Sunday, 23 February 2014

New nestboxes for Linacre

It was very windy yesterday morning, so, instead of getting out ringing, I went down to Linacre to put up 10 tit boxes that will replace some old ones and some of the open fronted boxes that have, unfortunately, never been used since being installed in 2006!

Nestboxes ready to go up!

On Thursday I was up at Linacre with a couple of guys from the Ringing Group, and Alan from Chesterfield RSPB Group, to put up another "owl box". It's most likely too late to be used by an owl this year, but it could still get used by the Mandarin Ducks. Whilst there, we also checked the other owl boxes. A Tawny Owl was roosting in a Holly tree near to one of the boxes, but the box itself was empty- again!!

Alan up a ladder.

I recently applied for a "restricted C permit" from the BTO, which means I will be able to monitor the boxes by myself this year, and also ring any chicks that I find. I'll also be filling in Nest Record Cards for all the nesting attempts and sending them off to the BTO's Nest Record Scheme. More updates will appear on the blog later in the year.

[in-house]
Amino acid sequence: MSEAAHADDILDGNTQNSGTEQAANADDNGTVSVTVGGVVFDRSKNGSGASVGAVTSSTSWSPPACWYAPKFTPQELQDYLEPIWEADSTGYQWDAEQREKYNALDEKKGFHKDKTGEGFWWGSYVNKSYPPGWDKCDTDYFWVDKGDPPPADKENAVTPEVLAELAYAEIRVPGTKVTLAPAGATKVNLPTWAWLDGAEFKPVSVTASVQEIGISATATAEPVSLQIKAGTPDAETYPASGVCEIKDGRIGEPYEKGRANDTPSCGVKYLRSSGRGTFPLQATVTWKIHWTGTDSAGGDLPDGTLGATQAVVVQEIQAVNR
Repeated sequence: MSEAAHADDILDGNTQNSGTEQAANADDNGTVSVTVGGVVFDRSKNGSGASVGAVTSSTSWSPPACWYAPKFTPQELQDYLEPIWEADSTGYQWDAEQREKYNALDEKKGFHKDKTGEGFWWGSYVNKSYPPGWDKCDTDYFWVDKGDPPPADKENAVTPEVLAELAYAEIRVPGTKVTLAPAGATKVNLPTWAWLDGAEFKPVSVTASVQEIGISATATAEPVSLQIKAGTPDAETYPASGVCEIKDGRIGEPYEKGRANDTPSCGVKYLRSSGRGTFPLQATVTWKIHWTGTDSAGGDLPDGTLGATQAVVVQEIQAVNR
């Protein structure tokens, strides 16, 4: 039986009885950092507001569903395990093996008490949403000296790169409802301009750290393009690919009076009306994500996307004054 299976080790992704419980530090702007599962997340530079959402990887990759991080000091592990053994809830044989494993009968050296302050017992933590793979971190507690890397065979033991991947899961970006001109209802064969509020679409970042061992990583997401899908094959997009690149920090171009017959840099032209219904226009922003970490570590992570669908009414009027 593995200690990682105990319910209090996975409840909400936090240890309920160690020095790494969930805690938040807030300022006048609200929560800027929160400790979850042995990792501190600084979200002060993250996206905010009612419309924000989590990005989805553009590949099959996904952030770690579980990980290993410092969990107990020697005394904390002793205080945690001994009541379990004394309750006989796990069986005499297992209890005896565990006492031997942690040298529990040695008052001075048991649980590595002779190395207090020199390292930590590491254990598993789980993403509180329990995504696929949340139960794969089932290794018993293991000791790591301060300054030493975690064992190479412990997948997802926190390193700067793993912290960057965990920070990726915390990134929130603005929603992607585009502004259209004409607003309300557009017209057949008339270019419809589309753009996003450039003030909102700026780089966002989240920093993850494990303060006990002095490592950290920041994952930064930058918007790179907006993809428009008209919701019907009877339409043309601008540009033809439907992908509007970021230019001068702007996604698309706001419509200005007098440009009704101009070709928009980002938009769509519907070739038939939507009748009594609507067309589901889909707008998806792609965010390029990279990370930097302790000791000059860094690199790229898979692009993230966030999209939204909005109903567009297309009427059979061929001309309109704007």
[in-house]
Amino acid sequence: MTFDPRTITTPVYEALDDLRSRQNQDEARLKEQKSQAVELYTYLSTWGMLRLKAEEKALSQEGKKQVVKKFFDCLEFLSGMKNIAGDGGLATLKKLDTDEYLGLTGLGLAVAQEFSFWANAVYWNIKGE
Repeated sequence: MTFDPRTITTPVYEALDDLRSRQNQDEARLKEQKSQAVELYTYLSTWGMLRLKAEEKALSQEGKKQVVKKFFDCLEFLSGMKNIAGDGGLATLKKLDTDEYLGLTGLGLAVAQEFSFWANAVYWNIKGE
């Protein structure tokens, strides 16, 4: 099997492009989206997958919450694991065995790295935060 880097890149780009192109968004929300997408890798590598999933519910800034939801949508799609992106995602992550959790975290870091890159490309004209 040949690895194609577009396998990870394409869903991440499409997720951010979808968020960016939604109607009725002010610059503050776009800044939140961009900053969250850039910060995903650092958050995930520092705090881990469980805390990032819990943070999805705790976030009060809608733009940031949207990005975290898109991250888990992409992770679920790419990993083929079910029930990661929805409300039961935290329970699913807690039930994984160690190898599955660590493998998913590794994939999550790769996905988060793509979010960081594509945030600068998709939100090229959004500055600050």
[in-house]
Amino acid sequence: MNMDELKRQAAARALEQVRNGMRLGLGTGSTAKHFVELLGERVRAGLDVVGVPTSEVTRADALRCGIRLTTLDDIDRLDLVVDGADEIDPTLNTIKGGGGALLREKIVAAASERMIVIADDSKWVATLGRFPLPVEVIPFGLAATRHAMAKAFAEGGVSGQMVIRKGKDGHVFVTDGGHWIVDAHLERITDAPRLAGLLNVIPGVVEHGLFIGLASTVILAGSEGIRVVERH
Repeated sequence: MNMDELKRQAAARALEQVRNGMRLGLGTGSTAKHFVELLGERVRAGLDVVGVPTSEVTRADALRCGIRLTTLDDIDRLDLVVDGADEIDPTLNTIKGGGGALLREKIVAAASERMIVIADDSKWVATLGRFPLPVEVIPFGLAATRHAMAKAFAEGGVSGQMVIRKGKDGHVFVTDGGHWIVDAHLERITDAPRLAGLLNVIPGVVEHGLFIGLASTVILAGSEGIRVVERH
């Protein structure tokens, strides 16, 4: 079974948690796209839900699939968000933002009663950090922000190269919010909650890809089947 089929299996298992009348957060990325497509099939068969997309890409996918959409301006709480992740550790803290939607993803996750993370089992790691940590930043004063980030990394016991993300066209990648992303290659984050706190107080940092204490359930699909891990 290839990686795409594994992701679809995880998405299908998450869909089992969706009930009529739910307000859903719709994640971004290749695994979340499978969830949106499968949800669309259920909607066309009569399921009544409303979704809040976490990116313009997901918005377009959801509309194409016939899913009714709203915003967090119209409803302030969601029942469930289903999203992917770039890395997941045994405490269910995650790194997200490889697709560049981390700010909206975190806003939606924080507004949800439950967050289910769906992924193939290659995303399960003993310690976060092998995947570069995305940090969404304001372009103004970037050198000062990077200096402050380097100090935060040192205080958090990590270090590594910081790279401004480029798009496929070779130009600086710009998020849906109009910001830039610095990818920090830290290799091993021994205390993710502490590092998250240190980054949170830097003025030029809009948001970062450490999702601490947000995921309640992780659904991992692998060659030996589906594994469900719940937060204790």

After putting up the boxes I had a walk around the site. Waterfowl numbers were much lower than last week, especially Mallards and Tufted Duck, with just 48 and 38 respectively. Mandarin were down to just 3(!) and Coot and Moorhen were also lower at 9 and 7.

On a more positive note, there were 3 Cormorants, 6 Goosander (4 males and 2 females), 2 summer plumaged Little Grebes and the year's highest count of Black-headed Gulls (83). The single summer plumaged Great-crested Grebe was still present on the middle reservoir, and I had  first record of Grey Wagtail since the start of January with 3 present around the reservoirs. There was also a Canada Goose on the top reservoir, which was only my second February record, the last being 3 in 2010.

Away from the water there were 5 Mistle Thrushes feeding in the fields by the main entrance, a pair of Kestrels displaying over the woods, a Common Buzzard being hassled by Crows, singing Goldcrests and the flock of Crossbills.

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